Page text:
This book reflects many of the profound social, political, and economic changes that have influenced the UPV/EHU since the 1980s. This process shaped a complex social and political reality in the Basque Country that is mirrored in the diversity of authors and topics in the book. These authors do, however, share a feminist outlook and these chapters provide a general, albeit partial, overview of Basque feminist scholarship. The book is indicative of a twofold series of feminist challenges: There is the challenge of describing and reflecting upon the changes that have occurred in recent decades as regards the presence of women in the job market, in politics, and in public life. These are spheres where feminist activity—institutional, academic, and professional—has flourished to a considerable extent, but where inequalities, though often highly sophisticated and therefore difficult to identify, nonetheless remain evident. And there is a challenge in another sense as well, because the material gathered here represents a vital contribution to general research in the fields of anthropology, sociology, history, law, economics, political science, and communications sciences.
Current Research, no 1
Equality, Equity, and Diverstiy: Educational Solutions in the Basque Country
Edited by Alfonso Unceta and Concepción Medrano
Public education is one of the greatest achievements of European countries during the twentieth century. While schooling systems neither exclusively form citizens, nor are they sufficient to alleviate all inequalities, education plays an increasingly important strategic role in relieving social problems and promoting the civic and ethical upbringing of our children. Researchers and professors at the UPV/EHU have had the privilege to design and implement important educational projects in conjunction with government of the Autonomous Community of the Basque Country, which has authority over education in its territory. This book presents the timely (in most cases since 2000) observations, research, and programs that have resulted from this cooperation. Our stress—in both our theoretical and analytical dimensions—has been on the importance of diversity, the promotion of social and human values, and respect for basic human rights. In addition, we describe the cooperation that must be fostered—and the various needs met—between all educational "agents": academic researchers, administrators, teachers, parents, and the community at large to promote equality and fairness in our society.
Current Research No. 9
The Challenge of a Bilingual Society in the Basque Country
Edited by Pello Salaburu and Xabier Alberdi
Of the non-Indo-European languages that survive in Europe, only one of these is in the western half of the continent—Euskara (the Basque language). It is, according to every study and despite the fact that the oldest testimonies in Euskara are only two thousand years old, a language that was used in the region prior to the invasions of Indo-European peoples with other cultures and other languages six thousand years ago. The Basque language, spoken by half a million people, is not related to any other language in the world. While it has constantly been challenged by its upstart linguistic neighbors, most notably French and Spanish, this language has survived through centuries. However, it has only been quite recently—and only in one part of the Basque Country—that Basque has received the stable recognition of being a coofficial language recognized by the public administration. In the space of a few years, Euskara went from being a language spoken mostly in rural areas to being used in the media, at university, and in the offices of the Basque government. In short, it became a “visible” language in a modern society. In the current work we present some of the features that characterize this modern bilingual society and investigate this new situation in Basque history: a history that, for good or bad, is still being written by its protagonists—the inhabitants of the Basque Country, something that is quite unusual in the history of languages.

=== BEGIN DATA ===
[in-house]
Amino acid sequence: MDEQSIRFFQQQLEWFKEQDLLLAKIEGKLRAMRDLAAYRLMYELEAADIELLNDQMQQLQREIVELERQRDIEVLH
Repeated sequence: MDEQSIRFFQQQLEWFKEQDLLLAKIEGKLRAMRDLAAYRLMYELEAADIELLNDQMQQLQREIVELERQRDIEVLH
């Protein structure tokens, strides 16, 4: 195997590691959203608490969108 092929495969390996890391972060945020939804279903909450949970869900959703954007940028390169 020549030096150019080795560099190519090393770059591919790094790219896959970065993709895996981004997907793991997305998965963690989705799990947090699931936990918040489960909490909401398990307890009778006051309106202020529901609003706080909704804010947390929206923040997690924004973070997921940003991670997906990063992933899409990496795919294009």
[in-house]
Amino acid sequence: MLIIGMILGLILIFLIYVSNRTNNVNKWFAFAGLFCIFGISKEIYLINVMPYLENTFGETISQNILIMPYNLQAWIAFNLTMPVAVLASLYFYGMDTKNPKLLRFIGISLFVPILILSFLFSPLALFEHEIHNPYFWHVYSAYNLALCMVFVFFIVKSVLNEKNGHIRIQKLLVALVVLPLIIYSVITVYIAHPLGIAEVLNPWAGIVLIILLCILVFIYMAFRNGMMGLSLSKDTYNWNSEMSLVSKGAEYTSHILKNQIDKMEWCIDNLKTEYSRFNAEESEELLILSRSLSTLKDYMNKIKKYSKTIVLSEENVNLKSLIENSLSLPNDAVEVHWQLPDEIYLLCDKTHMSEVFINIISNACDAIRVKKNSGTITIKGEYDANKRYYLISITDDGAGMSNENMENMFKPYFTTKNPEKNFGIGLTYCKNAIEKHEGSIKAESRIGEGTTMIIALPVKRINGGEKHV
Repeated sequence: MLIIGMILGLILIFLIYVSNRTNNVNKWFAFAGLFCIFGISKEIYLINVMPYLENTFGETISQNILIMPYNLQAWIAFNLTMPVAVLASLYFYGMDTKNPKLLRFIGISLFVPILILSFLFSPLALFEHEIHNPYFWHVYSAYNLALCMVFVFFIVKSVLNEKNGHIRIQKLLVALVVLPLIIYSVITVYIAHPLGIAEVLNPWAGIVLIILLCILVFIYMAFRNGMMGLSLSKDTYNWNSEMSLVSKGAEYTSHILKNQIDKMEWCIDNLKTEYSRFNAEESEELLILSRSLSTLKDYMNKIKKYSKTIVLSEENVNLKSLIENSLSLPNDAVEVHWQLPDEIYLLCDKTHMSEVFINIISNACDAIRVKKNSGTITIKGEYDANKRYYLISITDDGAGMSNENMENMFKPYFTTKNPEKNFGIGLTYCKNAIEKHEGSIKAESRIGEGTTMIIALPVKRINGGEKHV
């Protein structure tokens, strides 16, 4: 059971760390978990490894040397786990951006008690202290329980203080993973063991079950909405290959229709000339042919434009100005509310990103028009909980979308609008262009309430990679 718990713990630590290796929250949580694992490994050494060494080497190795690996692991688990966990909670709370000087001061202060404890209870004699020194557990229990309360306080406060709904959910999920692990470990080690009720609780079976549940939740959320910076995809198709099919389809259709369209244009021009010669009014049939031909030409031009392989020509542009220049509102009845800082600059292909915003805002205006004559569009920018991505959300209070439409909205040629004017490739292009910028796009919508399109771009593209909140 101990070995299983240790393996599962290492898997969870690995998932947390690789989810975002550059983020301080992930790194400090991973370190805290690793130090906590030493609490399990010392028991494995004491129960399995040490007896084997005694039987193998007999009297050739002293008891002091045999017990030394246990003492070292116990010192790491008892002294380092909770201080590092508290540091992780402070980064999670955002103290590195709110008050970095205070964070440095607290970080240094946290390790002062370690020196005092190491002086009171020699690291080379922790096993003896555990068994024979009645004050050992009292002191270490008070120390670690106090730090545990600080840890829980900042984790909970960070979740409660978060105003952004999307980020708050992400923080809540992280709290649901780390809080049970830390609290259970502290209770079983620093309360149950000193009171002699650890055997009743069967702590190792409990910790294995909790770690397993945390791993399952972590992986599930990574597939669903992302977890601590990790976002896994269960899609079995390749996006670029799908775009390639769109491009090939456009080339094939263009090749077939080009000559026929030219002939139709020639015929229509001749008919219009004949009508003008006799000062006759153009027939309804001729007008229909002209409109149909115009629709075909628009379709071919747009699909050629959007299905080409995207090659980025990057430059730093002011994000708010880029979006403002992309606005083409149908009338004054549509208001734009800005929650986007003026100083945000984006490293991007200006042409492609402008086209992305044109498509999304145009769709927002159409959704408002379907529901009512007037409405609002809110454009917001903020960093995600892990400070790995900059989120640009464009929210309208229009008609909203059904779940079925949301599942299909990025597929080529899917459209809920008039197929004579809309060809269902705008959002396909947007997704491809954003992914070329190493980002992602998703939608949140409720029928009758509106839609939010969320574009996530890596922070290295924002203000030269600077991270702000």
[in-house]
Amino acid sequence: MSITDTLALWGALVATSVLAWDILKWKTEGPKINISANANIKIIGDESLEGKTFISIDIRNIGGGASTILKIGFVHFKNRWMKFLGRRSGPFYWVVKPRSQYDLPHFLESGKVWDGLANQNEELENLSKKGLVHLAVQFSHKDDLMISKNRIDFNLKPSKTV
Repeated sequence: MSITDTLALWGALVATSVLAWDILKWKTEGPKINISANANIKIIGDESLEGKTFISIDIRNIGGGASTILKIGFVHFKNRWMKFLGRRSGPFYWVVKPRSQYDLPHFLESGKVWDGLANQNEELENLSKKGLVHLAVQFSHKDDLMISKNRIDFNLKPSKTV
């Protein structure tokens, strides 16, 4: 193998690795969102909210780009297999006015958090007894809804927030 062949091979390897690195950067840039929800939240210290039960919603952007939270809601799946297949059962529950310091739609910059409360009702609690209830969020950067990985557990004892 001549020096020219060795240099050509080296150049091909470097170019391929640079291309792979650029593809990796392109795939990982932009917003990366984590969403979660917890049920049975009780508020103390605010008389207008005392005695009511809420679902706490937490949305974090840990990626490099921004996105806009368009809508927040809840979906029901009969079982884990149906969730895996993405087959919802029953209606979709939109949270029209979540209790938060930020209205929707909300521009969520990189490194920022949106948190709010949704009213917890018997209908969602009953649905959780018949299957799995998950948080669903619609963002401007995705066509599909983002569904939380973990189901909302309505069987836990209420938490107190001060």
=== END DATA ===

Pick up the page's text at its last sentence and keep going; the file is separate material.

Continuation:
Current Research, no 8
Violence and Communication
Edited by Jose Antonio Mingolarra, Carmen Arocena, and Rosa Martín Sabaris
Combining the terms “violence” and “communication” is a difficult, complex,
incomplete, and perhaps impossible task, yet Violence and Communication
seeks to demonstrate both generic and particular aspects of the expression
and representation of violence. In a general sense, this expression and its
consequences are explored in diverse global historical examples of violent
events including the Holocaust, the genocide in Rwanda, and 9/11, as well as
in thematic issues such as women and sexuality, poverty and inequality, and
the Internet and violence. In a more particular sense, the work also addresses
terrorist violence in the Basque Country, exploring specific topics such as its
psychological effects in society and discursive consequences in the print media
and on television. The book examines the representation of these different forms
of violence in both the visual media (film, television, and photography) and the
printed word (newspapers, literature, and so on). In short, the work attempts to
visualize what have been often non-visible forms of violence, as well as critically
analyze the multiple ways in which violence is represented and communicated.